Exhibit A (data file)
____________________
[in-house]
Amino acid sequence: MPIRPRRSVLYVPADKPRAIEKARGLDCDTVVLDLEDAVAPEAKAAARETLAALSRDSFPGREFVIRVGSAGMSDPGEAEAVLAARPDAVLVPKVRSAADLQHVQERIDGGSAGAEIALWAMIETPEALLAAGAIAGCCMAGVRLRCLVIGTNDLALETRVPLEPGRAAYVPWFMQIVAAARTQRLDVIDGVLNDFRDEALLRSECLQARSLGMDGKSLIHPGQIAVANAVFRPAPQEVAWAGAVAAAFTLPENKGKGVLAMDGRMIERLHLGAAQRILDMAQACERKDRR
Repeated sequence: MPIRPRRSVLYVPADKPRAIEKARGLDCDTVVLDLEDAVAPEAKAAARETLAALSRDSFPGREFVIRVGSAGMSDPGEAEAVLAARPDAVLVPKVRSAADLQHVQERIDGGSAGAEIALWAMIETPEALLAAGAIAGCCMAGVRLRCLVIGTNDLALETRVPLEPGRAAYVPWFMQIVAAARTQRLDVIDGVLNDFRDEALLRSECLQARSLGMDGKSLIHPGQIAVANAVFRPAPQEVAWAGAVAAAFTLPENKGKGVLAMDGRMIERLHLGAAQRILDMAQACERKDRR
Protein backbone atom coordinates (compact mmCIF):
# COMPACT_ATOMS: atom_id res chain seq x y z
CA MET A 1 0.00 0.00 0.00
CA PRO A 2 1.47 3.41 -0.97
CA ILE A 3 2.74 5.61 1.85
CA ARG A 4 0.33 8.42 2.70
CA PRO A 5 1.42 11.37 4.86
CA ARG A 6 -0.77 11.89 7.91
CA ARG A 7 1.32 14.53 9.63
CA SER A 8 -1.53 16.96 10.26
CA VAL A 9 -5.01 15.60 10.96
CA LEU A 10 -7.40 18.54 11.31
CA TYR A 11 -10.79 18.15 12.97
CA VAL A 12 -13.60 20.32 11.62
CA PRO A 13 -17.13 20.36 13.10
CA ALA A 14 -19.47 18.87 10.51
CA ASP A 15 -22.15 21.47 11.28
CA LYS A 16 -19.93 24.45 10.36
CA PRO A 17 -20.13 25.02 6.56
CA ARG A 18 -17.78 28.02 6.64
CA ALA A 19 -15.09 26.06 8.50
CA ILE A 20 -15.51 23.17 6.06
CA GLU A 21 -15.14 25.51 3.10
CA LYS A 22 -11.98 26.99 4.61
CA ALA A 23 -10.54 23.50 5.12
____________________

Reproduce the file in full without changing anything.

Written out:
[in-house]
Amino acid sequence: MPIRPRRSVLYVPADKPRAIEKARGLDCDTVVLDLEDAVAPEAKAAARETLAALSRDSFPGREFVIRVGSAGMSDPGEAEAVLAARPDAVLVPKVRSAADLQHVQERIDGGSAGAEIALWAMIETPEALLAAGAIAGCCMAGVRLRCLVIGTNDLALETRVPLEPGRAAYVPWFMQIVAAARTQRLDVIDGVLNDFRDEALLRSECLQARSLGMDGKSLIHPGQIAVANAVFRPAPQEVAWAGAVAAAFTLPENKGKGVLAMDGRMIERLHLGAAQRILDMAQACERKDRR
Repeated sequence: MPIRPRRSVLYVPADKPRAIEKARGLDCDTVVLDLEDAVAPEAKAAARETLAALSRDSFPGREFVIRVGSAGMSDPGEAEAVLAARPDAVLVPKVRSAADLQHVQERIDGGSAGAEIALWAMIETPEALLAAGAIAGCCMAGVRLRCLVIGTNDLALETRVPLEPGRAAYVPWFMQIVAAARTQRLDVIDGVLNDFRDEALLRSECLQARSLGMDGKSLIHPGQIAVANAVFRPAPQEVAWAGAVAAAFTLPENKGKGVLAMDGRMIERLHLGAAQRILDMAQACERKDRR
Protein backbone atom coordinates (compact mmCIF):
# COMPACT_ATOMS: atom_id res chain seq x y z
CA MET A 1 0.00 0.00 0.00
CA PRO A 2 1.47 3.41 -0.97
CA ILE A 3 2.74 5.61 1.85
CA ARG A 4 0.33 8.42 2.70
CA PRO A 5 1.42 11.37 4.86
CA ARG A 6 -0.77 11.89 7.91
CA ARG A 7 1.32 14.53 9.63
CA SER A 8 -1.53 16.96 10.26
CA VAL A 9 -5.01 15.60 10.96
CA LEU A 10 -7.40 18.54 11.31
CA TYR A 11 -10.79 18.15 12.97
CA VAL A 12 -13.60 20.32 11.62
CA PRO A 13 -17.13 20.36 13.10
CA ALA A 14 -19.47 18.87 10.51
CA ASP A 15 -22.15 21.47 11.28
CA LYS A 16 -19.93 24.45 10.36
CA PRO A 17 -20.13 25.02 6.56
CA ARG A 18 -17.78 28.02 6.64
CA ALA A 19 -15.09 26.06 8.50
CA ILE A 20 -15.51 23.17 6.06
CA GLU A 21 -15.14 25.51 3.10
CA LYS A 22 -11.98 26.99 4.61
CA ALA A 23 -10.54 23.50 5.12